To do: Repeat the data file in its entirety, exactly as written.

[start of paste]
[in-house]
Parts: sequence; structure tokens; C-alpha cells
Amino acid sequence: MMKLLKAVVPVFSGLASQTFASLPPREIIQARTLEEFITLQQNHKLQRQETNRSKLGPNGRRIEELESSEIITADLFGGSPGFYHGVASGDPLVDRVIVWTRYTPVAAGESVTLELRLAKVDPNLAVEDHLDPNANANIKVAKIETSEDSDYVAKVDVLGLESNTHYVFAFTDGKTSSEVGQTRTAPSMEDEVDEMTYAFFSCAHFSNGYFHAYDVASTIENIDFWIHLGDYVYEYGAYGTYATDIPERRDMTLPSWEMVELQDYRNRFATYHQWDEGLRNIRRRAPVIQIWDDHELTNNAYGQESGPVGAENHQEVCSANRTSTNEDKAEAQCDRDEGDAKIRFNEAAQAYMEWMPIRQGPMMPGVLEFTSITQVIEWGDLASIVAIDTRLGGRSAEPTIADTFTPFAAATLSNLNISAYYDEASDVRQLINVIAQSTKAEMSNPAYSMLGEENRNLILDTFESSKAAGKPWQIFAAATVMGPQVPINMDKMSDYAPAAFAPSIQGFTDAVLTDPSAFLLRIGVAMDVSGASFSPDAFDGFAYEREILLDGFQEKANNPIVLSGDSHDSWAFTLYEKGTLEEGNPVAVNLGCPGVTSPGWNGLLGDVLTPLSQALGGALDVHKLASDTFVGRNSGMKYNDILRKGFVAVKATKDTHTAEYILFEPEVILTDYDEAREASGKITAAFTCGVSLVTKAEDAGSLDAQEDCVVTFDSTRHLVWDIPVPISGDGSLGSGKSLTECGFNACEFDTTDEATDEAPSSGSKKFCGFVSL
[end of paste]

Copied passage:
[in-house]
Parts: sequence; structure tokens; C-alpha cells
Amino acid sequence: MMKLLKAVVPVFSGLASQTFASLPPREIIQARTLEEFITLQQNHKLQRQETNRSKLGPNGRRIEELESSEIITADLFGGSPGFYHGVASGDPLVDRVIVWTRYTPVAAGESVTLELRLAKVDPNLAVEDHLDPNANANIKVAKIETSEDSDYVAKVDVLGLESNTHYVFAFTDGKTSSEVGQTRTAPSMEDEVDEMTYAFFSCAHFSNGYFHAYDVASTIENIDFWIHLGDYVYEYGAYGTYATDIPERRDMTLPSWEMVELQDYRNRFATYHQWDEGLRNIRRRAPVIQIWDDHELTNNAYGQESGPVGAENHQEVCSANRTSTNEDKAEAQCDRDEGDAKIRFNEAAQAYMEWMPIRQGPMMPGVLEFTSITQVIEWGDLASIVAIDTRLGGRSAEPTIADTFTPFAAATLSNLNISAYYDEASDVRQLINVIAQSTKAEMSNPAYSMLGEENRNLILDTFESSKAAGKPWQIFAAATVMGPQVPINMDKMSDYAPAAFAPSIQGFTDAVLTDPSAFLLRIGVAMDVSGASFSPDAFDGFAYEREILLDGFQEKANNPIVLSGDSHDSWAFTLYEKGTLEEGNPVAVNLGCPGVTSPGWNGLLGDVLTPLSQALGGALDVHKLASDTFVGRNSGMKYNDILRKGFVAVKATKDTHTAEYILFEPEVILTDYDEAREASGKITAAFTCGVSLVTKAEDAGSLDAQEDCVVTFDSTRHLVWDIPVPISGDGSLGSGKSLTECGFNACEFDTTDEATDEAPSSGSKKFCGFVSL